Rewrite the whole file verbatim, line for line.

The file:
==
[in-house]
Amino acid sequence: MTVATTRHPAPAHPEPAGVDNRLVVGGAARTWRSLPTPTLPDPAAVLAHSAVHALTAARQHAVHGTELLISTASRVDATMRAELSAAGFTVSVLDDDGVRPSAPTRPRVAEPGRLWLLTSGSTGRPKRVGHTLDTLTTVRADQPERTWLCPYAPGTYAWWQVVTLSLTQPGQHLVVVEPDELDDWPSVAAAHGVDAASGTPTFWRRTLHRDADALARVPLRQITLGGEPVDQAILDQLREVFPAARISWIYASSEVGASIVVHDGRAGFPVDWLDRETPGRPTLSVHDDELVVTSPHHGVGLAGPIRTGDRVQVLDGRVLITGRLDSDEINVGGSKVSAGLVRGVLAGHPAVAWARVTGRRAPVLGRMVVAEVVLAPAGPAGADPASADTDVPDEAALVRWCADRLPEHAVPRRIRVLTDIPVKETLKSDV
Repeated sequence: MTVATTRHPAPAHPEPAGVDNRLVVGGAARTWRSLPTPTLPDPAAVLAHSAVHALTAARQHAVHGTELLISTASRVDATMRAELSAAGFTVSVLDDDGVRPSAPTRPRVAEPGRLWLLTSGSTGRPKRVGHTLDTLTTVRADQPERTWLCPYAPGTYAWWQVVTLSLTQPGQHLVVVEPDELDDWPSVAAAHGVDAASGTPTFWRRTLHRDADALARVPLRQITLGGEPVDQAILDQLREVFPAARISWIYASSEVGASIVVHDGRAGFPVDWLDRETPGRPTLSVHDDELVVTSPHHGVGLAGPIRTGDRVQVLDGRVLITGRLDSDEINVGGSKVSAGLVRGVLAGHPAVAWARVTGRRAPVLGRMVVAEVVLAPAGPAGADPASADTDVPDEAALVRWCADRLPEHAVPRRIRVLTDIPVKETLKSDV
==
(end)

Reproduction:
[in-house]
Amino acid sequence: MTVATTRHPAPAHPEPAGVDNRLVVGGAARTWRSLPTPTLPDPAAVLAHSAVHALTAARQHAVHGTELLISTASRVDATMRAELSAAGFTVSVLDDDGVRPSAPTRPRVAEPGRLWLLTSGSTGRPKRVGHTLDTLTTVRADQPERTWLCPYAPGTYAWWQVVTLSLTQPGQHLVVVEPDELDDWPSVAAAHGVDAASGTPTFWRRTLHRDADALARVPLRQITLGGEPVDQAILDQLREVFPAARISWIYASSEVGASIVVHDGRAGFPVDWLDRETPGRPTLSVHDDELVVTSPHHGVGLAGPIRTGDRVQVLDGRVLITGRLDSDEINVGGSKVSAGLVRGVLAGHPAVAWARVTGRRAPVLGRMVVAEVVLAPAGPAGADPASADTDVPDEAALVRWCADRLPEHAVPRRIRVLTDIPVKETLKSDV
Repeated sequence: MTVATTRHPAPAHPEPAGVDNRLVVGGAARTWRSLPTPTLPDPAAVLAHSAVHALTAARQHAVHGTELLISTASRVDATMRAELSAAGFTVSVLDDDGVRPSAPTRPRVAEPGRLWLLTSGSTGRPKRVGHTLDTLTTVRADQPERTWLCPYAPGTYAWWQVVTLSLTQPGQHLVVVEPDELDDWPSVAAAHGVDAASGTPTFWRRTLHRDADALARVPLRQITLGGEPVDQAILDQLREVFPAARISWIYASSEVGASIVVHDGRAGFPVDWLDRETPGRPTLSVHDDELVVTSPHHGVGLAGPIRTGDRVQVLDGRVLITGRLDSDEINVGGSKVSAGLVRGVLAGHPAVAWARVTGRRAPVLGRMVVAEVVLAPAGPAGADPASADTDVPDEAALVRWCADRLPEHAVPRRIRVLTDIPVKETLKSDV